Employers may increasingly use technology to monitor workers

By Aoibhinn Mc Bride

Hybrid work isn’t going anywhere but employer attitudes to remote work haven’t caught up quite yet and “productivity paranoia”– whereby employers don’t quite trust their employees are working to full tilt when not in direct sight — remains an ongoing point of contention.

That’s according to research conducted by Microsoft across 11 countries which found that while a vast majority of employees report they are productive, some 85 per cent of leaders say shifting to hybrid work has impacted their confidence in employees.

The resolution to this discord seems simple: if to-do lists are getting ticked off, targets are being met (or even exceeded in some cases), and profitability isn’t being jeopardised, work location shouldn’t matter.

However, some organisations are resorting to more drastic measures and taking employee monitoring to the next level, using tech to detect keystrokes, inactivity and in some cases, how you’re feeling about your job.

Big boss is watching

Yes, you read that correctly. One report has found that the market for emotion detection and facial recognition software is forecast to exceed $100 billion (€93.9 billion) globally by 2030.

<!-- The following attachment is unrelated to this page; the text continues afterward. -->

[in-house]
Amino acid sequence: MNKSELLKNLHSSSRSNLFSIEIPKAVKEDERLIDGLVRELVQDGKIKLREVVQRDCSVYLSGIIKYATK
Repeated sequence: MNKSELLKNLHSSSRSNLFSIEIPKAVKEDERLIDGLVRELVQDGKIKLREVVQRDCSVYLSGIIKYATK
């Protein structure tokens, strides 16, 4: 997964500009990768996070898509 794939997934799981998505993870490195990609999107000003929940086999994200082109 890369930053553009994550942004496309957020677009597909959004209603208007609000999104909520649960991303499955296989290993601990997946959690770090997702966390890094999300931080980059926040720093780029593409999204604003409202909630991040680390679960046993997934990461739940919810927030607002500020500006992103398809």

This means your employer may soon be able to use the latest technological advances to work out how you think and feel about your job.

From a legislative standpoint, employee monitoring is legal in Europe under the General Data Protection Regulation (GDPR) and employers have a right to monitor company-owned computers including the information contained in company emails to prevent data breaches or cybersecurity threats.

But should they be able to decipher whether a glazed look or stifled yawn during a video call is the true barometer of your dedication to your job?

In the US, AI-powered facial recognition technology is being widely used to facilitate simple workplace tasks including clocking in for a shift or during the interview process.

This includes Amazon’s pledge to roll out AI-powered biometric cameras in its delivery vans to ensure its driver safety while on the road and “spot even the smallest anomalies in Amazon delivery vans”.

Sapience Analytics, a company that produces workplace surveillance software claims its products can “encourage employee wellbeing” as it can prompt employees to take breaks during the day and flag at-risk employees to leaders.

However, research conducted by Accenture has found that excessive employee monitoring and surveillance can lead to a negative outcome including a loss of creative and independent thinking and an increase in workplace stress, which can eventually lead to burnout.

Additionally, 52 per cent of those surveyed shared that workforce data damages trust, while 64 per cent highlighted their fears over employee data being misused or at risk.

That said, an overwhelming majority (92 per cent) stated that they would be open to their employer collecting data about their performance if it led to benefits or helped them improve.

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